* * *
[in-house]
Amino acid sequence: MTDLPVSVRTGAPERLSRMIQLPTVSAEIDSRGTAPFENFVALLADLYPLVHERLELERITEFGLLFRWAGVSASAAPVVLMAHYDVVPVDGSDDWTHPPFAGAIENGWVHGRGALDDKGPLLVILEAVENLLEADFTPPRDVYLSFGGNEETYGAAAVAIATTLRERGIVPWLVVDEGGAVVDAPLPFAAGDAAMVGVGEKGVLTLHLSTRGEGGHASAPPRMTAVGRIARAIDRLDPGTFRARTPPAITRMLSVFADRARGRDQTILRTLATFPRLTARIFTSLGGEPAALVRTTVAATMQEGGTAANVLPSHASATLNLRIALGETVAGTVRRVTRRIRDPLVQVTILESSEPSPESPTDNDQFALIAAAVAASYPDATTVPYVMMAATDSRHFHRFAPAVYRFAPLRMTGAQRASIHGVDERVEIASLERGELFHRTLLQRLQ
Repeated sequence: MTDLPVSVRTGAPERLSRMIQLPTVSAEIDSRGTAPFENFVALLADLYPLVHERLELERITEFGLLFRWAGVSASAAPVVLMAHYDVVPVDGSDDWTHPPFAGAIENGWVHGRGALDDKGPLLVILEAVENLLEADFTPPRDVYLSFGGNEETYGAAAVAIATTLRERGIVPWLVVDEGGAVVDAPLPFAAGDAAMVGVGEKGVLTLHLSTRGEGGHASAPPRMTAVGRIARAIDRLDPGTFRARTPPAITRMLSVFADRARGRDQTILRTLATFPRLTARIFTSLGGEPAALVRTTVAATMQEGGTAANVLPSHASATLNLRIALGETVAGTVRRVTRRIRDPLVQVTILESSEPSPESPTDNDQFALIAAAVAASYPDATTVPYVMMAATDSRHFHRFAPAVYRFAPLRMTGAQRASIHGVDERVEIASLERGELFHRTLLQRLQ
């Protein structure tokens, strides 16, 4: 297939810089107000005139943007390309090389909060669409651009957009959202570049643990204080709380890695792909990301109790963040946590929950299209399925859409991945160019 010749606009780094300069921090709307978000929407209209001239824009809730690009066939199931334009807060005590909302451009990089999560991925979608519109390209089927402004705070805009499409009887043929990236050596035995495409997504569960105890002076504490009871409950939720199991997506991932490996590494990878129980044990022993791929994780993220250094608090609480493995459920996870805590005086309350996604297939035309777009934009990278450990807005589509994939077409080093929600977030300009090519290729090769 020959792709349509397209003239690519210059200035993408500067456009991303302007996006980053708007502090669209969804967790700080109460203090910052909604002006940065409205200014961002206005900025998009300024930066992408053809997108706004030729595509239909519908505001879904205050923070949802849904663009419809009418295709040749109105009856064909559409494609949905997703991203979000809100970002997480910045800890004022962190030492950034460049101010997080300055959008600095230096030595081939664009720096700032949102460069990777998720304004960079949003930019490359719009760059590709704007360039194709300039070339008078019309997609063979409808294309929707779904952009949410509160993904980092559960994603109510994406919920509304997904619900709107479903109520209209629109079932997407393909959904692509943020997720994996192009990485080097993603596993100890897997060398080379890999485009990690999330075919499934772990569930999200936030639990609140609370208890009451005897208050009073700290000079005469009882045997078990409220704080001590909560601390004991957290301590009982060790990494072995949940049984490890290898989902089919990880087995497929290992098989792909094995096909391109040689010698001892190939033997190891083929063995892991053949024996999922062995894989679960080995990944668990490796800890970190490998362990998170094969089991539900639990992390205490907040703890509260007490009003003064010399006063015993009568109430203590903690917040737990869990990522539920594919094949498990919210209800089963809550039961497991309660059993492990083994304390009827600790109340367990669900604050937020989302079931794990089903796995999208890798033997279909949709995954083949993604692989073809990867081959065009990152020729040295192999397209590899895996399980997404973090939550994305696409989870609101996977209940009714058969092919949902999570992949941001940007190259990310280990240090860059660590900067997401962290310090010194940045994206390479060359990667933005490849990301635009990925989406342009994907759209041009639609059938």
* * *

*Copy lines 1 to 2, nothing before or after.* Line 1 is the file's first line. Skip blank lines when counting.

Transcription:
[in-house]
Amino acid sequence: MTDLPVSVRTGAPERLSRMIQLPTVSAEIDSRGTAPFENFVALLADLYPLVHERLELERITEFGLLFRWAGVSASAAPVVLMAHYDVVPVDGSDDWTHPPFAGAIENGWVHGRGALDDKGPLLVILEAVENLLEADFTPPRDVYLSFGGNEETYGAAAVAIATTLRERGIVPWLVVDEGGAVVDAPLPFAAGDAAMVGVGEKGVLTLHLSTRGEGGHASAPPRMTAVGRIARAIDRLDPGTFRARTPPAITRMLSVFADRARGRDQTILRTLATFPRLTARIFTSLGGEPAALVRTTVAATMQEGGTAANVLPSHASATLNLRIALGETVAGTVRRVTRRIRDPLVQVTILESSEPSPESPTDNDQFALIAAAVAASYPDATTVPYVMMAATDSRHFHRFAPAVYRFAPLRMTGAQRASIHGVDERVEIASLERGELFHRTLLQRLQ